Mayor Watson chose a representational scene by the late Montreal artist Philip Surrey called Tourist Bus, showing a bus, some cars and several pedestrians in a parking lot in Montreal (Westmount, actually) overlooking the St. Lawrence River.

Watson says he chose that paining, in part, because he was born in Montreal; the tourist bus reminded him of his past days as president of the Canadian Tourism Commission and he found the scene somewhat whimsical.

Rita Letendre (b. 1928), Incandescence, 1968 oil on canvas, 152.4 x 106.7 cm Firestone Collection of Canadian Art, FAC 1266, © OAG

Frankly, the painting is just slightly on the cozy side of bland, blandness being a characteristic the mayor seems to nurture.

Nearby on the wall is a very bold, large abstract called Incandesence by Rita Letendre. The black and red painting is as defiant as an oversized exclamation mark. Author Charlotte Gray explained her reasons for choosing that painting in a poetical mini-essay.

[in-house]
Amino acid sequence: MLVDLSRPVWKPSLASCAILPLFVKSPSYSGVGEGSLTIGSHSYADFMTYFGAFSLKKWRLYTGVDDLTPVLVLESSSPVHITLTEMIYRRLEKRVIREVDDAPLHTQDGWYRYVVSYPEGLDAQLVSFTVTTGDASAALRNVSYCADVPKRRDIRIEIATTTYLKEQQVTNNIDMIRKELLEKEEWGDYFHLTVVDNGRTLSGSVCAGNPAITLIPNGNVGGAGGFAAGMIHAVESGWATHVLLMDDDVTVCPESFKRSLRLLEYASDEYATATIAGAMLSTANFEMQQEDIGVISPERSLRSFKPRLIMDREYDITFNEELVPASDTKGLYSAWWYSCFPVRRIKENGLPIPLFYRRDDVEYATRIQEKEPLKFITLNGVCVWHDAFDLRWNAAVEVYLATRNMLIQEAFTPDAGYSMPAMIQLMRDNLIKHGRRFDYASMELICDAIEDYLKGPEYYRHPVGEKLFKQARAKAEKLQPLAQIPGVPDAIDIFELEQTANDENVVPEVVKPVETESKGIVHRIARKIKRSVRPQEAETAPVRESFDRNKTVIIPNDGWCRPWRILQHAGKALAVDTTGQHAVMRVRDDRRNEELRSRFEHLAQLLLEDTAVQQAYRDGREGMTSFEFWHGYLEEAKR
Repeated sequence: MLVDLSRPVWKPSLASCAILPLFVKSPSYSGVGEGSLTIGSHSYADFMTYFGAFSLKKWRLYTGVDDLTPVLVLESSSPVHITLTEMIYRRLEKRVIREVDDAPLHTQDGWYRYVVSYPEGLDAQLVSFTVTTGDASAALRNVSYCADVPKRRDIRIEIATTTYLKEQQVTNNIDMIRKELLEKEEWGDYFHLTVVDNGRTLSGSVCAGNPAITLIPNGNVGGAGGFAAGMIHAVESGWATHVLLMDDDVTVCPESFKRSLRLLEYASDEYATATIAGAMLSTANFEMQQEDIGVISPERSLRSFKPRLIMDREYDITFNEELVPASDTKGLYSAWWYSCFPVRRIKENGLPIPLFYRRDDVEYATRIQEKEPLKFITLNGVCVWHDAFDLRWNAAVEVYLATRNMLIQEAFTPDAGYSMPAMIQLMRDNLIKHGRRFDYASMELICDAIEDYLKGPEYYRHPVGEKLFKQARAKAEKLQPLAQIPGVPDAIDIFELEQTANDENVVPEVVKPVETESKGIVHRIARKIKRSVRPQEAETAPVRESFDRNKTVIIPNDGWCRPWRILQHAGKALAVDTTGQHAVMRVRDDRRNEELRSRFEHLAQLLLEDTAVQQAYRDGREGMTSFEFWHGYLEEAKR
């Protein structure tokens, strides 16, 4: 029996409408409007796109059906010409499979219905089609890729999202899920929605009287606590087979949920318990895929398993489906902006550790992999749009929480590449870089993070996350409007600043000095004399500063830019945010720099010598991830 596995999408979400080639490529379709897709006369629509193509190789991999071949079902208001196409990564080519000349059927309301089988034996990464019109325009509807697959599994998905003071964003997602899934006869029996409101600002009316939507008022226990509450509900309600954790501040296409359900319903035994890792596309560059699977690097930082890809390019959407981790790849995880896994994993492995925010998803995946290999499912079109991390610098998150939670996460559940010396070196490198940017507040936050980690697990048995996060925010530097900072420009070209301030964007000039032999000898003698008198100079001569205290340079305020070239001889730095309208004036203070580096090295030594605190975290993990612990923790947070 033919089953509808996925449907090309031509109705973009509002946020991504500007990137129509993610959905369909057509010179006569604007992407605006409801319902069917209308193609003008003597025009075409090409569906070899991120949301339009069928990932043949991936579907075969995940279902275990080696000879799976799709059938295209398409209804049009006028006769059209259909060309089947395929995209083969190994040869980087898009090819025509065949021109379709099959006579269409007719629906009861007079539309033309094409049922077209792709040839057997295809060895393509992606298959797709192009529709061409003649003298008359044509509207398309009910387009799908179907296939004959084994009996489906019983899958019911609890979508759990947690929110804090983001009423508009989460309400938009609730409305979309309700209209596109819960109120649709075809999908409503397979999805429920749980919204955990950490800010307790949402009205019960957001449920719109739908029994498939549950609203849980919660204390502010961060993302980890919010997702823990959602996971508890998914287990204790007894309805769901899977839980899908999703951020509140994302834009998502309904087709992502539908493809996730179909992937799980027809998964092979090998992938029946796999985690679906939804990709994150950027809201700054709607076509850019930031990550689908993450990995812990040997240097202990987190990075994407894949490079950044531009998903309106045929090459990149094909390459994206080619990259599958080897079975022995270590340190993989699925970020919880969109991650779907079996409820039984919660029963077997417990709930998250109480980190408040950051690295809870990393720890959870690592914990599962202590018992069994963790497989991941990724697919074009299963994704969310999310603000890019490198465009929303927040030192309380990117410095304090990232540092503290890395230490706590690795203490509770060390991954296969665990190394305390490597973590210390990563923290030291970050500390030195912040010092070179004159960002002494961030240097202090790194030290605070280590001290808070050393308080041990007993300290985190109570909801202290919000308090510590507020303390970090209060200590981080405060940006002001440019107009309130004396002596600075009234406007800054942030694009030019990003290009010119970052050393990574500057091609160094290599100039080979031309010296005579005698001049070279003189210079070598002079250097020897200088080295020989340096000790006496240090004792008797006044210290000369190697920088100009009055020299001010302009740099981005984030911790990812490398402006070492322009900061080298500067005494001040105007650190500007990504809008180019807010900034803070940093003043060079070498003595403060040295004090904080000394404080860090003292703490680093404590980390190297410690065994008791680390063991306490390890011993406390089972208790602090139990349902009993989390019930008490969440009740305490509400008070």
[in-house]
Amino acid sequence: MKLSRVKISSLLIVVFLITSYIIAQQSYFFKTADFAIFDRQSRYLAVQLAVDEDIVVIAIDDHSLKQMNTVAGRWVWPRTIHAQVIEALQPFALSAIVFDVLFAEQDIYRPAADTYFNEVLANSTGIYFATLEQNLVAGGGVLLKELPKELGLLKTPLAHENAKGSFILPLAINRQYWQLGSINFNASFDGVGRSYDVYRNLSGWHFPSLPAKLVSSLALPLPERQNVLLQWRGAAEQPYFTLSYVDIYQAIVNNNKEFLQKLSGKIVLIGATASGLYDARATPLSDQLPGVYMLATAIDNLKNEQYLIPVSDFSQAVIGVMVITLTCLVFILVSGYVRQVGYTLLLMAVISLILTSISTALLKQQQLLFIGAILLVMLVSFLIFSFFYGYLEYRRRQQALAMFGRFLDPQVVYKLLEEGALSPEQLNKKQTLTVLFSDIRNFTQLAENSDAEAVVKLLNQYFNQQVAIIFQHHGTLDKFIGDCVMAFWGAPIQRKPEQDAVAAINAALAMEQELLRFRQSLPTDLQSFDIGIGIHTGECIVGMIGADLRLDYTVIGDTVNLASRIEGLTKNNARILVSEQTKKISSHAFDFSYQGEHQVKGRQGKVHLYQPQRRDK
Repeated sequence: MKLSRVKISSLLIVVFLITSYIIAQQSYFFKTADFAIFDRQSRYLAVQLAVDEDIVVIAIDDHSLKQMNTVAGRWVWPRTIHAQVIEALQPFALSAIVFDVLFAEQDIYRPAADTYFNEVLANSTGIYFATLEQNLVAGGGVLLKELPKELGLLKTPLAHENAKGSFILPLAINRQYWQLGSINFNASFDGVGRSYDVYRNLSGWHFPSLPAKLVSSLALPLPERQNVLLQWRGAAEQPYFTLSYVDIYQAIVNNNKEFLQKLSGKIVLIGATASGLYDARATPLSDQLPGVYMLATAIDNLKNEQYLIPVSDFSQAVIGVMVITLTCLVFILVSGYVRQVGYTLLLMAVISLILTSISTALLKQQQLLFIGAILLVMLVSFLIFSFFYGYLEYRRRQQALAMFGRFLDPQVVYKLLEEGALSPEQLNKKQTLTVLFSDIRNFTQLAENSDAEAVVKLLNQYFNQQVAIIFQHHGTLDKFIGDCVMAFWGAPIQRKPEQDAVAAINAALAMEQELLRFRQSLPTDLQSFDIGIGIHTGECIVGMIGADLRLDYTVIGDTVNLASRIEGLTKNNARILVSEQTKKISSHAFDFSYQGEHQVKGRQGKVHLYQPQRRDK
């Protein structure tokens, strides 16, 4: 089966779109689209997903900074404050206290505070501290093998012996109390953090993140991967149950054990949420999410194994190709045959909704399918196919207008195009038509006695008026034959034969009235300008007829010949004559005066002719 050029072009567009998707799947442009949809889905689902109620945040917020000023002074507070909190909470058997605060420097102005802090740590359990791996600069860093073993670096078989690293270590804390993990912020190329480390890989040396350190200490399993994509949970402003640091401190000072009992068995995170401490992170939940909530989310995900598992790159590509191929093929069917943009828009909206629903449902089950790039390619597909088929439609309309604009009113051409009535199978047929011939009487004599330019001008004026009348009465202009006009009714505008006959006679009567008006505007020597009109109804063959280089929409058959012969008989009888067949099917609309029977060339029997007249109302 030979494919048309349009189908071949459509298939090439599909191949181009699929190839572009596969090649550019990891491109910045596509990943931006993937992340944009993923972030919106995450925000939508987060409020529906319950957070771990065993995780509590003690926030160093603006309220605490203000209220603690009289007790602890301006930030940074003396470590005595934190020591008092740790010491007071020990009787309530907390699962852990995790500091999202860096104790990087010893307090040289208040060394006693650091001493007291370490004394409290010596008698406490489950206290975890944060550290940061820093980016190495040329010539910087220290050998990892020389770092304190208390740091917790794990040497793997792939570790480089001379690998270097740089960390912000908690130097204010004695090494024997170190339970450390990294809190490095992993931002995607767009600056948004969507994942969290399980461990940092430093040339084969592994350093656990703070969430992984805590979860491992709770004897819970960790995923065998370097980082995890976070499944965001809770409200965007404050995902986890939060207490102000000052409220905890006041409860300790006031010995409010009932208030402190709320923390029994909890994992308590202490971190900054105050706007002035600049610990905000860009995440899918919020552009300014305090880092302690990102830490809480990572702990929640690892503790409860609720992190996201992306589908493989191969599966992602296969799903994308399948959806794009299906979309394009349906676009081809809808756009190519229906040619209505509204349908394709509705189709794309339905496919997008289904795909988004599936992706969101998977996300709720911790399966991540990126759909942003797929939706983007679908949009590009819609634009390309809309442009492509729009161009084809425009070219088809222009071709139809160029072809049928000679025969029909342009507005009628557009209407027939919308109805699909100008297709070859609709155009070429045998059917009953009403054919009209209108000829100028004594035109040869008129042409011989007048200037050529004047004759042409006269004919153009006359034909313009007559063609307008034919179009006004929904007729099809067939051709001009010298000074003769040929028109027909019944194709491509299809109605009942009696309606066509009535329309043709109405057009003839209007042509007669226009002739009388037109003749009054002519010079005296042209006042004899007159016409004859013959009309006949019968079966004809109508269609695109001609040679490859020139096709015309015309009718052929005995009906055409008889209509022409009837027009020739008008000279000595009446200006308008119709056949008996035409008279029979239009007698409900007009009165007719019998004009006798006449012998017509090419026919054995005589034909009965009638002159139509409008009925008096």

“Hard lines, brilliant colour, the whoosh of that sharp dark cleft exploding upwards,” the essay begins. “So much energy, so much control! This painting reminds me of the violent scarlet glint of a setting sun on Ottawa’s glass towers.”

Astronaut Steve MacLean was also more daring than most of the other art-selectors. He chose a very stylized 1969 landscape by Claude Picher called Icebreaking – St. Lawrence River. The scene is rendered in a series of rough geometric shapes that exude frostiness. Coincidentally, Icebreaking is one of my favourite Firestone paintings.